Our Gospel reading for Sunday (Luke 17:11-19) relates an encounter between Jesus and ten lepers. They beg Jesus to help them, and Jesus does. But only one of them comes back to thank Jesus, and Jesus takes note of this: “Ten were cleansed, were they not? Where are the other nine? Has none but this foreigner returned to give thanks to God?” The one who came back was a Samaritan, not a Jew.
I know the main lesson from this Gospel is to be grateful, but I found myself going back to the point that at least one of the lepers was a Samaritan. Samaritans and Jews had nothing to do with each other, but apparently, when all these lepers were suffering not only physically, but also the emotional toil of being outcast, the differences didn’t seem to matter much.
Thinking about this led me to reflect on an episode of American history I knew nothing about until I took a course on American history between the wars in college. The episode was the Veterans’ Bonus March on Washington in the early 1930’s. The country was in the throes of the Great Depression. Veterans of WWI were promised a bonus that was going to be paid in 1945. But considering the situation, they marched on Washington, hoping to get the bonus then. They set up shacks and lobbied Congress to get the bonus. Meanwhile, President Hoover and the Army felt they needed to remove the marchers, and two of the veterans were killed. It was not a great day in American history. But one of the remarkable things that happened was that white and black veterans, who were not allowed to serve together, were together in Washington. Their common plight seemed to overcome the barriers between them.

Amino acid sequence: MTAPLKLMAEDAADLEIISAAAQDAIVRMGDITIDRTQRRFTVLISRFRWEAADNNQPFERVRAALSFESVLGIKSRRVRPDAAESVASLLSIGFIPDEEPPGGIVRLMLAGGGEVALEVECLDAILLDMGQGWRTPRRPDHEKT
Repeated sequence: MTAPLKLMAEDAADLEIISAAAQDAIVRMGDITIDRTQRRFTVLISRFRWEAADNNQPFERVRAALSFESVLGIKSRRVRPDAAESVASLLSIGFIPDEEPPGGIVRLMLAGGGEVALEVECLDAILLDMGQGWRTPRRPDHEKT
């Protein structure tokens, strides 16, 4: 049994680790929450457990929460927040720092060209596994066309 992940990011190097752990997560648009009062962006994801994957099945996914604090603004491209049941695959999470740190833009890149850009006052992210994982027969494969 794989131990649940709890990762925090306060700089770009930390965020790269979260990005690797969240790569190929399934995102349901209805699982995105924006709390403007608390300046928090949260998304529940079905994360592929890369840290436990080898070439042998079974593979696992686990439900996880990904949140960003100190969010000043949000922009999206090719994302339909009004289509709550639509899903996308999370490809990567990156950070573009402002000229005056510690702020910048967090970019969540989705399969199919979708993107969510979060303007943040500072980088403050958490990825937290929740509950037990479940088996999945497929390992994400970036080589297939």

This past Monday, we celebrated a “Green Mass” at Holy Family. Parishioners from Holy Family, St. Mary’s, and St. Joseph, attended, as well as many visitors. The Mass was bilingual, and I was struck by the diversity of the people there, brought together by our faith and our care for “our common home.”
I wonder if any of this kind of thinking crossed the lepers’ minds. Did seeing those in their group, who were different, suffer as they did, change their minds about them? Were the Jews in the group able to recognize the humanity of the Samaritan? And vice versa? Would they look with horror again when they saw a leper now? Or would they think twice before they assumed the person deserved it?
I’m beginning to think that this is a crucial time to be a Passionist. Meditating on the Cross of Christ can lead us, if we’re willing, to have compassion for others. Can we hold on to our hatreds and prejudices if we see that others, as different as they may be, are carrying crosses, just like us?
Being grateful reminds us that we do not do the good that we do on our own. If we know how much we rely on God, can we really condemn each other? God has lifted us up over and over again. In gratitude and with compassion, may we lift each other up.
Fr. Phil Paxton, C.P., is a member of the Passionist Community in Birmingham, Alabama.